Although, speaking of that, what would or does your new friend Wm. Gates, Sr. say?

Musta been that Multnomah County tax that set you over the edge. Set me over, too ... a different one. LOL.

The AMT was originally conceived as a progressive tax, but times have changed and now middle and upper middle incomes are getting hit. It's no longer falls into the category of progressive taxation. So, no you're not sounding like a Republican, you're just seeing how the tax burden is beginning to shift towards people making under $500,000 a year and away from those making over 1 million a year.

A little reality check here. The AMT was enacted back in 1969 when so-called tax shelters allowed high-income taxpayers to shelter their income from taxes with paper losses from passive investments.

Since the Tax Reform Act of 1986, there have been limits on passive loss deductions and the reason for having AMT largely went away.

In the spirit of tax simplification (which motivated the '86 reform act), AMT should have been repealed. But liberals complained that would be a sop to the rich. So AMT was kept around and now is biting the middle class in their lower brackets, so to speak.

I am constantly amazed at how many Democrats are now claiming AMT is a plot by the Republicans. Can anyone tell me how many times the Clinton Administration proposed raising the threshold for AMT or, more appropriately, repealing it altogether?

If the IRS challenges your deductions, you're protected since if they say your contributions to the Goodwill weren't really worth as much as you say they were, your tax obligation will remain the same!

Actually, not true. Charitable contribution deductions do affect AMT liability. But if I had three more kids or paid another $5,000 in state and local taxes, it wouldn't affect my federal tax by even a nickel.

You're right, but it can be audit insurance for other deductions like rental income expenses.

As best as I can figure, I'm a Republican for seven and a half hours a year:

a half hour every time I get my paycheck (Jan-Nov),

an hour for my December paycheck (when I see how little of my holiday extra pay comes through),

and an hour and a half after I do my taxes.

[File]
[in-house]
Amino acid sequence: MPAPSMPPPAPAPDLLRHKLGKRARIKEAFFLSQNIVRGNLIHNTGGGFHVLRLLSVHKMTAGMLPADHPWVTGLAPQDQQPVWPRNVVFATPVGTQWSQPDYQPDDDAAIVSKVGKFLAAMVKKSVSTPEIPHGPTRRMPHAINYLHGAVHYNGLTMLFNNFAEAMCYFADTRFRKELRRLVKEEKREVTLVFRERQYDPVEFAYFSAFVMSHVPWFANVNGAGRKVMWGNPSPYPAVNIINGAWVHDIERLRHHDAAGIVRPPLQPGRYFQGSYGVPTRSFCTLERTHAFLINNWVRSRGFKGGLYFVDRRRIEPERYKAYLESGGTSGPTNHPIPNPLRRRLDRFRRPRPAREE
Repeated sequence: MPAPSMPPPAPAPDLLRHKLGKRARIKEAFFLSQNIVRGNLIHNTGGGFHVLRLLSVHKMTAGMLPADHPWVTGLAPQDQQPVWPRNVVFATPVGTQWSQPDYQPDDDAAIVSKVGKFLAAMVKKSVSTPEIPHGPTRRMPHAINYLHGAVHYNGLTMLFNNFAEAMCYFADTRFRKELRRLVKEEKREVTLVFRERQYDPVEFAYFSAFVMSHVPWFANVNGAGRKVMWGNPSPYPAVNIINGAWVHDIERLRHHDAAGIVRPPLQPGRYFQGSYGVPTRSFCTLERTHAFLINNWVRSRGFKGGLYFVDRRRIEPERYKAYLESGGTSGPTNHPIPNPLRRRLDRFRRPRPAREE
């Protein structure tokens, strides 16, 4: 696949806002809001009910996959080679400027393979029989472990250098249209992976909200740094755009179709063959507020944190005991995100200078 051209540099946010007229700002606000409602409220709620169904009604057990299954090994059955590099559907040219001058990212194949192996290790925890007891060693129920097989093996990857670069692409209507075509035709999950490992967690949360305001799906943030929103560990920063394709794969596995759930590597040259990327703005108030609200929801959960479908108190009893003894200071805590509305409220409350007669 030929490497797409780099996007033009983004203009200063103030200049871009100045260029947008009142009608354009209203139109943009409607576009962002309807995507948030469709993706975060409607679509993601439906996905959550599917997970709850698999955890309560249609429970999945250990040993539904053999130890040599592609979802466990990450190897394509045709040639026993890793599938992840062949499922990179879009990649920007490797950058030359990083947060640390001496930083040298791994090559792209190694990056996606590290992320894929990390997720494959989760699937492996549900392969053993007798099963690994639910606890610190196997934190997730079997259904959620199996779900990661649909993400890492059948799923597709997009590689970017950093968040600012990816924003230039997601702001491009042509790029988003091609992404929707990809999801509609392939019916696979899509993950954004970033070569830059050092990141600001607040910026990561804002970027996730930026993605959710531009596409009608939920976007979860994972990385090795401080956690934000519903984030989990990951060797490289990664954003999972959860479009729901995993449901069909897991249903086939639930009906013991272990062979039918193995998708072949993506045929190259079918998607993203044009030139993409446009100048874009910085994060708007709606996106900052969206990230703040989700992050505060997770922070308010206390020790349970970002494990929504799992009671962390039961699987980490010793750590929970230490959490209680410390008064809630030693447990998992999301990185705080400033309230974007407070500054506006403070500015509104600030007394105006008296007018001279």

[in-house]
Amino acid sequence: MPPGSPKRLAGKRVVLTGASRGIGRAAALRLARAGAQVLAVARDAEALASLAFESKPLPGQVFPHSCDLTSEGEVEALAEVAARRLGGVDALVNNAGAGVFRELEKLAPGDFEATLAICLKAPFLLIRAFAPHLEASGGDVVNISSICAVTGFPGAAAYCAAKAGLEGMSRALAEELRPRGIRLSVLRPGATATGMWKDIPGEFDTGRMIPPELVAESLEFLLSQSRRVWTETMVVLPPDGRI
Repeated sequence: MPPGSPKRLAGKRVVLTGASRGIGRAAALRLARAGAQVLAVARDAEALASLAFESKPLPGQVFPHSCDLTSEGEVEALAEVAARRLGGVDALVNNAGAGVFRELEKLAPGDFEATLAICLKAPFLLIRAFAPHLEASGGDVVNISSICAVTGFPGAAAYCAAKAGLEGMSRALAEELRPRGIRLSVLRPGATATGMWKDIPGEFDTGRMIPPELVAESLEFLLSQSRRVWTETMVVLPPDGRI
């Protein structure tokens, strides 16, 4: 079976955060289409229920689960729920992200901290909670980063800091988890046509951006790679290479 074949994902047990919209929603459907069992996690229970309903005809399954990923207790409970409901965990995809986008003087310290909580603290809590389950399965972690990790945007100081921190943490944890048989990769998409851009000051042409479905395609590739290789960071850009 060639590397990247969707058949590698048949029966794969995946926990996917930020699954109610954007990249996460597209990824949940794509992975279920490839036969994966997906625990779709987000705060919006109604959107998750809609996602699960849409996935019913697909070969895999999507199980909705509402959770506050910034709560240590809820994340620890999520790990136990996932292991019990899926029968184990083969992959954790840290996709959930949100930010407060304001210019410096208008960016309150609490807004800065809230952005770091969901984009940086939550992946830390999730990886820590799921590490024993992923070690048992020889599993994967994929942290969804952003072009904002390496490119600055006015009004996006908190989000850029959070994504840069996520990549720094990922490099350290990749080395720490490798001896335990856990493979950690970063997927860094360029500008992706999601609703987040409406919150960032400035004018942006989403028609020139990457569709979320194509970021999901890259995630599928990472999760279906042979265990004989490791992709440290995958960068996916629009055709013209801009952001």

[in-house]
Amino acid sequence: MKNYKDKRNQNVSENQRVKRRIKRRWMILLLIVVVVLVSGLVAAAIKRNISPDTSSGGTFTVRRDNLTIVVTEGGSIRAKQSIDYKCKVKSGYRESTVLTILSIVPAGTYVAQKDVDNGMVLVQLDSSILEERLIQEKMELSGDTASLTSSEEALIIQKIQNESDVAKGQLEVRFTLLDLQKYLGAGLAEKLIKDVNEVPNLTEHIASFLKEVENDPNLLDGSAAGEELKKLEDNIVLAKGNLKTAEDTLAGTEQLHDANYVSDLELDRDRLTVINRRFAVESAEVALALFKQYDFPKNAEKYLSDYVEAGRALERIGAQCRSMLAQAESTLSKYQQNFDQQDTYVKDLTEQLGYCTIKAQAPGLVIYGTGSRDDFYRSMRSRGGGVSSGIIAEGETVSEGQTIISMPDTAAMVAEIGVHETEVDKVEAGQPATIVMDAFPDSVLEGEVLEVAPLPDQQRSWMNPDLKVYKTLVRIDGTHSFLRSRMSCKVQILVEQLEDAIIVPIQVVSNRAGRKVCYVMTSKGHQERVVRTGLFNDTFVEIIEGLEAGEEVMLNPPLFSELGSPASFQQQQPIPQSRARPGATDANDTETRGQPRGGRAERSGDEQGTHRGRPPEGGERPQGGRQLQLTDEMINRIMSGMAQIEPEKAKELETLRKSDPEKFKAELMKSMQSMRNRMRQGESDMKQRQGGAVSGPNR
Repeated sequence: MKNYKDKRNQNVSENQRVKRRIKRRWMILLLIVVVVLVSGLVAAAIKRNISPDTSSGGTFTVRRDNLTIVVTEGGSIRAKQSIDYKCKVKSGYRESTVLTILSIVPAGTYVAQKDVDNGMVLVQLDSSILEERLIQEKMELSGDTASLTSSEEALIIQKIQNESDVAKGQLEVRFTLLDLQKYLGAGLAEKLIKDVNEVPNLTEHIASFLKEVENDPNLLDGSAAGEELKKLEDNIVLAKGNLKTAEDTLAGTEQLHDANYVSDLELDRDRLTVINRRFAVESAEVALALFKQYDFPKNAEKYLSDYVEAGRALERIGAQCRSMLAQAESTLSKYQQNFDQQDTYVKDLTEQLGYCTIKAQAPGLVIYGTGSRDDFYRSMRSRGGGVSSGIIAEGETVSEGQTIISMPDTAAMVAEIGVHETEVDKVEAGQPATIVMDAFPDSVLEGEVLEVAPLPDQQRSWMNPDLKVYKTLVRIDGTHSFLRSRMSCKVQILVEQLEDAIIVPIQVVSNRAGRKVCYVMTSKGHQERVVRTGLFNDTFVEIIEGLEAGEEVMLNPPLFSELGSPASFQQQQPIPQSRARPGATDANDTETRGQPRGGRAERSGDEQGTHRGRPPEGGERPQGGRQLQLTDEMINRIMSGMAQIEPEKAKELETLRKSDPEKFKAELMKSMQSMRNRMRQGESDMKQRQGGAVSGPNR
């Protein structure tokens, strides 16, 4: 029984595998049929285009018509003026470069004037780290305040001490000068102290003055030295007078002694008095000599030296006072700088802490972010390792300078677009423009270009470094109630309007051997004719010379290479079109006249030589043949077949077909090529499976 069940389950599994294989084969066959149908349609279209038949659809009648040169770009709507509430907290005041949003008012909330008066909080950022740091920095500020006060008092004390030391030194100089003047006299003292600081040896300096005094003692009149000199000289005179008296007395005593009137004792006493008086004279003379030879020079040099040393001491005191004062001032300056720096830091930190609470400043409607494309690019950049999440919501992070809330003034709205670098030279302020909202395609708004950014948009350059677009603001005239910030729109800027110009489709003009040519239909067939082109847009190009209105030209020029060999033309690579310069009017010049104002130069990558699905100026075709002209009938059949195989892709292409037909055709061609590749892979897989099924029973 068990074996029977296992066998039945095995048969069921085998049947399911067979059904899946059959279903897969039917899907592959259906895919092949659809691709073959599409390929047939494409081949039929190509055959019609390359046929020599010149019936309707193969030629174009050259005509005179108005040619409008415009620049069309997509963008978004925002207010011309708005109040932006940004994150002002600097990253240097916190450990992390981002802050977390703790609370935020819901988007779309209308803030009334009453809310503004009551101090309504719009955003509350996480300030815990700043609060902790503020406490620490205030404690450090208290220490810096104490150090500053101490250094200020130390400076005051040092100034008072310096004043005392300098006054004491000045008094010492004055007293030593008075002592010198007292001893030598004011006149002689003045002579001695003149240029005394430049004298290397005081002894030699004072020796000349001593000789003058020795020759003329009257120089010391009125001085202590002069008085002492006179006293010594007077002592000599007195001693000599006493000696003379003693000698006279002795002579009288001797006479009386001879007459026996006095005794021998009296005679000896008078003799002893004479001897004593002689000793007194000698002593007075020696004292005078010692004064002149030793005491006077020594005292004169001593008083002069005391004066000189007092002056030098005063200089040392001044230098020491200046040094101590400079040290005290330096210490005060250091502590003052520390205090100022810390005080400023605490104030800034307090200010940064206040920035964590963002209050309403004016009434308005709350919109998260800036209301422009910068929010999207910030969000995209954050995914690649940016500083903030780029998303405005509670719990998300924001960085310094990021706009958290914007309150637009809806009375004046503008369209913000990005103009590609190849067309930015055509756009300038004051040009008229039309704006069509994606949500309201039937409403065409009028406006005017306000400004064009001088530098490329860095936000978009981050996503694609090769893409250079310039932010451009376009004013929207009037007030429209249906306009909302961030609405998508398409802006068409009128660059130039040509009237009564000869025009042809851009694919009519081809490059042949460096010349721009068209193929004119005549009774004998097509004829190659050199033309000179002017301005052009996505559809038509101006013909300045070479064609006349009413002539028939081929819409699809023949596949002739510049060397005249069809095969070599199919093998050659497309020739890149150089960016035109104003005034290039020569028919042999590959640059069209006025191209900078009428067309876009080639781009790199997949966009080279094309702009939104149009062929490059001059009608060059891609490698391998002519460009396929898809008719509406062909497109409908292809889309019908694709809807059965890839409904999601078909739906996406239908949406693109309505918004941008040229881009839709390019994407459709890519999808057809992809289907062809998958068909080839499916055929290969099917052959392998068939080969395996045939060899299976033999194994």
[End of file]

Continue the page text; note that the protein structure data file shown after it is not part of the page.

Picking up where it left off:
Jack's got me on task and ready to do my taxes. I'll be a Republican later tonight, so if you see me, you might want to ask me some political questions just for the novelty of my answers.

Jack Roberts,
Not only did Clinton not fix the AMT, he vetoed at least one bill put forth to provide relief from the AMT (Taxpayer Refund and Relief Act of 1999 (106th Congress, H.R. 2488)).
On the other hand, he based his veto at least in part on the fact the Congress wanted to phase out the AMT and pay for it using projected budget surpluses. That looks kind of prescient now, don't you think, with our current President's budgets? So perhaps some context is in order.

I might also note that Clinton's proposed budget for fiscal year 2001 provided $33 billion for AMT tax relief.

To quote Clinton's veto message of the bill phasing out AMT in 1999: "I am returning herewith without my approval H.R. 2488, the 'Taxpayer Refund and Relief Act of 1999,' because it ignores the principles that have led us to the sound economy we enjoy today and emphasizes tax reduction for those who need it the least."

Yes, Jack, he's looking at you.

Jack, don't expect me to stick up for Clinton on money matters. He was a crook. But I will point out that there has been six years' worth of bracket creep since then, and nobody's done anything sensible. Reagan is rolling over in his grave.

Jeez, Reagan hasn't even been in his grave a year and you already have him turning over in it!

Actually, I agree with you. Both parties have completely abandoned the tax simplification ethic of the Tax Reform Act of 1986 and compete with each other to enact social policy and overt political agendas through the tax code.

If I were dead, I'd be turning over in my grave!